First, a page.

When was the last time that you looked at a snowflake?  I mean, really looked at one?

They’re easy to overlook.  They can be frustrating – this white stuff that piles up and blows around and keeps us from doing what we want to do, from going where we want to go.  It’s amazing how we’re so easily able to find something bad about a good thing, but it’s just as easy to find something good about a bad thing.  Like life in general, whether we look for the bad or the good, it’s all just a matter of perspective.

When you look really close at a snowflake, it’s amazing their design.  Such intricate crystals, so different from each other.  Millions upon millions sit along the edge of my driveway at this moment, each unique in their design.  And yet, with just a casual glance, we relegate them to nothing more than a nuisance.  But as I spent some time this morning before church with snowshovel in hand, I couldn’t help but marvel at the exquisite design of the small, white lumps that wafted lasily down onto my coat.  Here one moment, and with the warmth of the palm of my hand, gone the next.  Such intricacy for such a short lifespan.

Maybe it’s because several of my friends have had kids recently and my perspective is changing from one of annoyance and skepticism to one of almost childlike awe at the wonderful creation that I’m so blessed to live amongst – seeing the world, the people, around me with new eyes that were long ago dulled by the cares and concerns of life.  Maybe it’s because I’m tired of following the crowd and looking for the bad in the good, for the mundane in the extraordinary.  Maybe it’s because God has something to teach me.  Whatever the reasons, I can’t look at something as simple as a tiny snowflake the same way again.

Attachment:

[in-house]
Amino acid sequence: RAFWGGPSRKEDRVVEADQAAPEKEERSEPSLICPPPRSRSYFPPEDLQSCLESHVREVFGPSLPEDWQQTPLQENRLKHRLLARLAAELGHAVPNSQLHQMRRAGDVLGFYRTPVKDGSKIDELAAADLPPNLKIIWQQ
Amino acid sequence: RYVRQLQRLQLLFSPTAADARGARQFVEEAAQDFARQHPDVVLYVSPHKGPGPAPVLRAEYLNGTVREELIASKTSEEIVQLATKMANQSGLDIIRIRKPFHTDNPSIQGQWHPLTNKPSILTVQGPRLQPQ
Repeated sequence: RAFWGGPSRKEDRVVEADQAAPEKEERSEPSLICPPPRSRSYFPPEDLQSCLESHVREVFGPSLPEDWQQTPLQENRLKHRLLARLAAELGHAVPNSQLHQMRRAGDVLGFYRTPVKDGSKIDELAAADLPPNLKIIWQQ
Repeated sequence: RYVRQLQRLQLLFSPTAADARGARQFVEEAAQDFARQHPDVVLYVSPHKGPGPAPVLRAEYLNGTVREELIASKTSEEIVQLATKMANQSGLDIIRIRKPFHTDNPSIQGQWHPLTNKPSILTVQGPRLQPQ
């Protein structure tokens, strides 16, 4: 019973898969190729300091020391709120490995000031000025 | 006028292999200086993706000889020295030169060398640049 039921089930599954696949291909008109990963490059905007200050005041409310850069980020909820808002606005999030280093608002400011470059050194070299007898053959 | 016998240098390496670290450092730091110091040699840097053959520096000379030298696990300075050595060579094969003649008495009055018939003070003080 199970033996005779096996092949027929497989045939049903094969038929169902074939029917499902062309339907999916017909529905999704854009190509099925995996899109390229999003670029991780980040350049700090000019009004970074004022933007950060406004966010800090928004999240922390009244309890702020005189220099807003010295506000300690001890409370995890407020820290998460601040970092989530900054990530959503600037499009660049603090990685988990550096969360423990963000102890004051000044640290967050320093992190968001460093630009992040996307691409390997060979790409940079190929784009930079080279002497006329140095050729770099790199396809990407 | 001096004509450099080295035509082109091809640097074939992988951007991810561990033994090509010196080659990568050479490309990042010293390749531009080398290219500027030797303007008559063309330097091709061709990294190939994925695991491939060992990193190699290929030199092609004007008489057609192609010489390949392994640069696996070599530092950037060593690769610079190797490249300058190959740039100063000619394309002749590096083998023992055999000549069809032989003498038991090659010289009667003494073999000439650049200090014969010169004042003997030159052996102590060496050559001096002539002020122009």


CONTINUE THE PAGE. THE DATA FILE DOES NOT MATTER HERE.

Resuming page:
It got me to thinking about God’s care for our lives, about his extreme attention to the details.  We’re told in Luke 12 that God notices even when a sparrow dies.  Psalm 147 tells us that God has a name for every one of the stars in the sky.  We’re told also in Luke 12 that He knows how many hairs there are on our heads, and Isaiah 49 says that He has written our names on the palms of His hands.  Psalm 139 exclaims that God “know[s] everything about me,” that He knows “when I sit down or stand up,” and that He knows our thoughts “even when [we’re] far away.”  The Psalmist goes on to tell about how God knit us together in our mother’s womb and knows the innermost parts of our bodies.

Yes, the very same God who put so much detail into something as miniscule and relatively insignificant as a snowflake, puts the same attention to detail in our lives.

How can we ever look at things the same way again?